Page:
Seems like a rather particular brush to me.”

    Ok, so you’re saying that there are Conservatives who happen to be racist. Makes sense.
    But then:

    “Conservative Americans have been motivated by their paranoia and racism from… pretty much the beginning. This isn’t even controversial, or shouldn’t be.”

    Tell me again exactly how you don’t consider this a broad brush? You seem to be implying that the American Conservative movement is virtually built on a foundation of solid racism, but when someone calls you on it, you say “I only meant a FEW Conservatives. You know, the carbon-based ones that breathe oxygen.”

    I don’t even know why the hell I’m defending this position, except that I very much agree with one of Jon Stewart’s recently unveiled slogans: “I disagree, but I’m pretty sure you’re not Hitler.”

  84. AJ in CA

    Strange, it won’t let me edit my comments now.
    To clarify, I mean to say that as time goes by, I actually find myself getting further and further from the “Conservative” end of things, so this isn’t personal for me. But it still seems rather unlikely to me that one entire corner of the political spectrum can honestly be labeled “racist.”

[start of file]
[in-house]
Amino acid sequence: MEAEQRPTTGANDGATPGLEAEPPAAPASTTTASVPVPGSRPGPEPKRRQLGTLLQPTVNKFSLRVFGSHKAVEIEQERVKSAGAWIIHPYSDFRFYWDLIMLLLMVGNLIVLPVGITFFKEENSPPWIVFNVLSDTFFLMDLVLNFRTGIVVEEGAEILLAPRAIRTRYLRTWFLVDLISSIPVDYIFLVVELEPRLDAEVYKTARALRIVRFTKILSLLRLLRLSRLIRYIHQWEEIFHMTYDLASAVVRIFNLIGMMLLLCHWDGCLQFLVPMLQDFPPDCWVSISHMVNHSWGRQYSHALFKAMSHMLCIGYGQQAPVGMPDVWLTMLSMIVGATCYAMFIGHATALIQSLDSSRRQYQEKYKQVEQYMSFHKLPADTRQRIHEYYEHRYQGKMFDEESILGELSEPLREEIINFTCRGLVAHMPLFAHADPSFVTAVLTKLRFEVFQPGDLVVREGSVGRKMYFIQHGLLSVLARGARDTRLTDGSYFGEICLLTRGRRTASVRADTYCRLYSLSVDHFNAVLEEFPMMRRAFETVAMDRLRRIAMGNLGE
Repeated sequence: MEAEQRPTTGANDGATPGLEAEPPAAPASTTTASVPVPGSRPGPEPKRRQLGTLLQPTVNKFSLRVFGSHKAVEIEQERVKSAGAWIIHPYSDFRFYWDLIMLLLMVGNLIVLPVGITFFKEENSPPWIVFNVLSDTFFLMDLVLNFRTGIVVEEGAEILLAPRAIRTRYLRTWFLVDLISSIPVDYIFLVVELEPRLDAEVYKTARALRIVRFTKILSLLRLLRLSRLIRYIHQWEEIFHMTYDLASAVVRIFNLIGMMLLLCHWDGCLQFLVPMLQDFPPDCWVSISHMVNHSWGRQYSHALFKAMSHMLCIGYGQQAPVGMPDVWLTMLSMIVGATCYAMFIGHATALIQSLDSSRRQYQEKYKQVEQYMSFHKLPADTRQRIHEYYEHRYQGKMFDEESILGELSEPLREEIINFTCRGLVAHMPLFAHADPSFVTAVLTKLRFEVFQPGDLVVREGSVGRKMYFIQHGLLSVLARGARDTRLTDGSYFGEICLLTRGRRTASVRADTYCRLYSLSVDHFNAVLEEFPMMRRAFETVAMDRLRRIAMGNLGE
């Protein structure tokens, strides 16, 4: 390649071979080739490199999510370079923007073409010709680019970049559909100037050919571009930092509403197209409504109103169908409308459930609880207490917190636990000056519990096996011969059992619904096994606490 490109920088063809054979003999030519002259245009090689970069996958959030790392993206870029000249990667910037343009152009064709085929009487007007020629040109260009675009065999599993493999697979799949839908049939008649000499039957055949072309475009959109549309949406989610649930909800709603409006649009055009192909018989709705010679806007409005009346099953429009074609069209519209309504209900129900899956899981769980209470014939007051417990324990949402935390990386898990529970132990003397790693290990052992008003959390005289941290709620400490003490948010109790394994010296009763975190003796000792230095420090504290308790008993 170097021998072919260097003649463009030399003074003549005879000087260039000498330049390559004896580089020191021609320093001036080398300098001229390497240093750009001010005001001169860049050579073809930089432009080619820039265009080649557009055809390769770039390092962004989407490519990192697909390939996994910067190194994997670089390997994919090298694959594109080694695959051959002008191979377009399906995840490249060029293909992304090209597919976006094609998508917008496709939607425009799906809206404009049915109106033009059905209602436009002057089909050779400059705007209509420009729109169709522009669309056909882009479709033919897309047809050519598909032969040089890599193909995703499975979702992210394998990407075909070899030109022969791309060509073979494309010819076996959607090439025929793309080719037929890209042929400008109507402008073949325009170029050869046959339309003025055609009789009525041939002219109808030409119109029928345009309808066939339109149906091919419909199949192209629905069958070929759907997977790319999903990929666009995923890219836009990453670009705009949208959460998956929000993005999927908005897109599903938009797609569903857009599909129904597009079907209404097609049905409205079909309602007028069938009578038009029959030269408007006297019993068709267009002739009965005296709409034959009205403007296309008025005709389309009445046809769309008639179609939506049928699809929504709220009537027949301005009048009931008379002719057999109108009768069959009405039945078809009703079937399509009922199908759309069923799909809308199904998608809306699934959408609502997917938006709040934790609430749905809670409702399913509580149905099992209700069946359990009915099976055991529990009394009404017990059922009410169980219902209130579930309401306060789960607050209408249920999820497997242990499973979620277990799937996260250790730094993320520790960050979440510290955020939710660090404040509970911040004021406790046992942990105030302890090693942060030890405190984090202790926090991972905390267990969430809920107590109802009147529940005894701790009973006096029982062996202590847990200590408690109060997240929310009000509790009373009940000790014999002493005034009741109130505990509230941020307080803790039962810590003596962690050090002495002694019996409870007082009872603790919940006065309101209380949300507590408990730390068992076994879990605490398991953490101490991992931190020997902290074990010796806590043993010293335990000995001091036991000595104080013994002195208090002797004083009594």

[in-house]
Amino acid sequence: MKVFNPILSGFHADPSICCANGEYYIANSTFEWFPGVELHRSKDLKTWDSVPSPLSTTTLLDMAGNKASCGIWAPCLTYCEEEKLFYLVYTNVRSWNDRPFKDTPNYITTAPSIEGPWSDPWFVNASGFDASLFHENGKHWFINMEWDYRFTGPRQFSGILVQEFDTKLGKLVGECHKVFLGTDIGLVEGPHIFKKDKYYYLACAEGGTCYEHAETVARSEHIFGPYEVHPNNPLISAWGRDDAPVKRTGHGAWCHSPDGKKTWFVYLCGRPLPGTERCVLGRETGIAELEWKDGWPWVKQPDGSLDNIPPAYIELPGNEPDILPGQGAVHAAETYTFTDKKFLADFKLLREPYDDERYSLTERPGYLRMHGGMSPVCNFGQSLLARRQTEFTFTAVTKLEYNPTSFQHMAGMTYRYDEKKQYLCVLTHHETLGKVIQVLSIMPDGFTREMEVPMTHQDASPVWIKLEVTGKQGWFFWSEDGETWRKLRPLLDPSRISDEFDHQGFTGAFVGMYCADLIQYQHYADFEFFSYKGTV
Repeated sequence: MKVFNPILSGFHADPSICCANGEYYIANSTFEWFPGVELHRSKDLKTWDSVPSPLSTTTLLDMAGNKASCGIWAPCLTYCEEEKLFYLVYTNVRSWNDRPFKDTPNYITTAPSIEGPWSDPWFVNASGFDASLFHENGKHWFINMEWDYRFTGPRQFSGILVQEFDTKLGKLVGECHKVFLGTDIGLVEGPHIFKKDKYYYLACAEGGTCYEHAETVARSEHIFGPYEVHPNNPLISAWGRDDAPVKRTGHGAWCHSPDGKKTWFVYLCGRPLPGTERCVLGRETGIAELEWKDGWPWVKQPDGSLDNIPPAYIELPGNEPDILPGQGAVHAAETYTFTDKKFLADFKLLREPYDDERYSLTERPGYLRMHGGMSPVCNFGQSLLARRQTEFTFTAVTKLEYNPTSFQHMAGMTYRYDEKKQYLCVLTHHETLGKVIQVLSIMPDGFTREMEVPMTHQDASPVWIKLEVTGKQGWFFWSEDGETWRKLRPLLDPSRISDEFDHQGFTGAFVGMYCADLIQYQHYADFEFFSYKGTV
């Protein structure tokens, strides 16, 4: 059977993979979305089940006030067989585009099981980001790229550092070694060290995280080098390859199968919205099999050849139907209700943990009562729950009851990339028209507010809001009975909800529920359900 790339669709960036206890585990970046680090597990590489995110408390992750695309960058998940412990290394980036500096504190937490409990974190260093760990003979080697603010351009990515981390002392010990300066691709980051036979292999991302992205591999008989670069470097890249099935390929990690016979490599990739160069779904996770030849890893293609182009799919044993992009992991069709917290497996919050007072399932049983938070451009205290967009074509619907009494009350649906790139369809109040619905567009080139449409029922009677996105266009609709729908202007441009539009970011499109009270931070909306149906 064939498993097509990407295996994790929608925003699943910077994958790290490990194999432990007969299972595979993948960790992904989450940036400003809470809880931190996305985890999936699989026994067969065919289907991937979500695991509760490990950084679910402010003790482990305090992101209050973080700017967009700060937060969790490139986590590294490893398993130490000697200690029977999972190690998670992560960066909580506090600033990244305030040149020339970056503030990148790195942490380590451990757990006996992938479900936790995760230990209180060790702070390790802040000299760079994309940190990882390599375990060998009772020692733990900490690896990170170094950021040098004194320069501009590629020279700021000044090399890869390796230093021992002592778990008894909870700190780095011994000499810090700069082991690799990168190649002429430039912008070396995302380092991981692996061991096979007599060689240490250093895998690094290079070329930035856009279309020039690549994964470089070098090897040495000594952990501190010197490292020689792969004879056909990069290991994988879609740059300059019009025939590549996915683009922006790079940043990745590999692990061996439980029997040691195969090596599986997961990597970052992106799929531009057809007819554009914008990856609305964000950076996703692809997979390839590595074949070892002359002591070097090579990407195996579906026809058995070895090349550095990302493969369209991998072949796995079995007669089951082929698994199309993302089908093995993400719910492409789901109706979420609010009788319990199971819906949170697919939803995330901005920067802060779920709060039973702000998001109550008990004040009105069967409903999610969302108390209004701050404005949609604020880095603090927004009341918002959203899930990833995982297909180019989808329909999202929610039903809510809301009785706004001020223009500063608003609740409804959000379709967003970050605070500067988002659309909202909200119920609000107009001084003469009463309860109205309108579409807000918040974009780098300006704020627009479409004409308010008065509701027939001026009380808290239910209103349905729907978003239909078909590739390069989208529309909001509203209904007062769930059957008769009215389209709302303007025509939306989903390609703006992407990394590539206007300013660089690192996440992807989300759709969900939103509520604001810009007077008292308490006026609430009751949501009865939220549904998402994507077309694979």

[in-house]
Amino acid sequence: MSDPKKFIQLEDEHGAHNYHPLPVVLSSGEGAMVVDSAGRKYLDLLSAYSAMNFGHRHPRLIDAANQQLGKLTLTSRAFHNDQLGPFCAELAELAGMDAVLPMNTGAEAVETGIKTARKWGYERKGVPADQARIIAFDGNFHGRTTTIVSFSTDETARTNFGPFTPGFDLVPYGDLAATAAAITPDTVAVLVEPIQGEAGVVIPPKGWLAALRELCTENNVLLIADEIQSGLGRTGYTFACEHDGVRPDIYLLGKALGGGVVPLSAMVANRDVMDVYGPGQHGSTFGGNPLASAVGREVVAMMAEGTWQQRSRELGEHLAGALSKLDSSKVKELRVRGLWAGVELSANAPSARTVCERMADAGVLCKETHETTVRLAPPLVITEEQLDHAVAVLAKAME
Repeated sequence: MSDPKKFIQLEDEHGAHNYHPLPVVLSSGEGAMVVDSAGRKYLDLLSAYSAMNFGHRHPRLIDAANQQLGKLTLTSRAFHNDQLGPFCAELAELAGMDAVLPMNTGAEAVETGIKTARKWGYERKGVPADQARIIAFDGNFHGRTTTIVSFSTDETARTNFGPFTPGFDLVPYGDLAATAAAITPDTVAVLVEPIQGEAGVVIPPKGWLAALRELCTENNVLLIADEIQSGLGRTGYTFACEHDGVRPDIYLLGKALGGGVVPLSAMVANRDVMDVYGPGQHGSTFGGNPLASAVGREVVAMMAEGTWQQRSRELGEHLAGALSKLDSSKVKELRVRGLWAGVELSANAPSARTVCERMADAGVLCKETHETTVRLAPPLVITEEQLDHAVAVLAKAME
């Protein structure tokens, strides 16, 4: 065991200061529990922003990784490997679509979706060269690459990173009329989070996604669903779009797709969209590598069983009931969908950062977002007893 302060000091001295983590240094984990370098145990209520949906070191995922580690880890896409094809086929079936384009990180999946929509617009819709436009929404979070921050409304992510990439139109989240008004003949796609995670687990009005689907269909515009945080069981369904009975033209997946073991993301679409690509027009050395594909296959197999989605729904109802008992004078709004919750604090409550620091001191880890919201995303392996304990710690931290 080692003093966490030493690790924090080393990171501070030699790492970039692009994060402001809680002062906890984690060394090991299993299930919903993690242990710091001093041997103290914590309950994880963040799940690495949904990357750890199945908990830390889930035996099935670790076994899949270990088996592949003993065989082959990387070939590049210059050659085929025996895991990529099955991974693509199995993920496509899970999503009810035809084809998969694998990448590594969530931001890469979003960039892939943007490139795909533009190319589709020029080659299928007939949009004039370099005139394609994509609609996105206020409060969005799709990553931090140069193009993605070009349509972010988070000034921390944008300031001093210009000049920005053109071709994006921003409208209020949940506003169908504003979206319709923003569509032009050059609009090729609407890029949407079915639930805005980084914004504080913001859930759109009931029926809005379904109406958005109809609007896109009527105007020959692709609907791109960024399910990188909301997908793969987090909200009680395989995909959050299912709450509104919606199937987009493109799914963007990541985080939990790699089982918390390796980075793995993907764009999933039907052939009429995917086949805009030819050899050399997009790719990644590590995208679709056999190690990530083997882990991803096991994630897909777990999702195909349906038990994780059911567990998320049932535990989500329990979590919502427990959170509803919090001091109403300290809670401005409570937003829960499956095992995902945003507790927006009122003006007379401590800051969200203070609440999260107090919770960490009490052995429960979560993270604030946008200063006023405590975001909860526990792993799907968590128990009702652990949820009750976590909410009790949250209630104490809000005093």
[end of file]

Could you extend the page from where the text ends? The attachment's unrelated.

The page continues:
85. AJ in CA

    @75 Nigel Depledge: The optimist in me says that web 2.0 is making it possible to reach a larger audience whose size is less dependent on the amount of money spent, but clearly we have a long way to go.
    I’m definitely in favor of as many transparency laws as we can muster: X entity may have the right to make donations to a candidate, but public awareness of those donations can go a long way toward negating industry spin. Again, the intertubes are proving very helpful in this regard :)

  86. Radwaste

    @59: “Why would you only want to know about white community organizers if you aren’t racist?”

    Way to miss the point. Apparently, only “conservatives” or “white people” can be racist. Why else would a presumably-educated fan of Phil’s focus on race and not qualifications when asked something that way?

    I’ll quote Tom Brokaw on election night, about then-Senator Obama: “What do we know of the man?” This from a professional in the media after a year or more of coverage!

    What do you know of the man?

  87. Chris Winter

    MaDeR wrote (#82): “Oookay, week quota of Losing Faith in Humanity was significantly exceeded. And only one time was from article itself.”

    Via PZ Myers, the British New Humanist opens voting on its annual “Bad Faith Award.” Jeff Peckham isn’t on the list, but you should be able to find someone worthy of the title.

    http://scienceblogs.com/pharyngula/2010/11/bad_faith_awards.php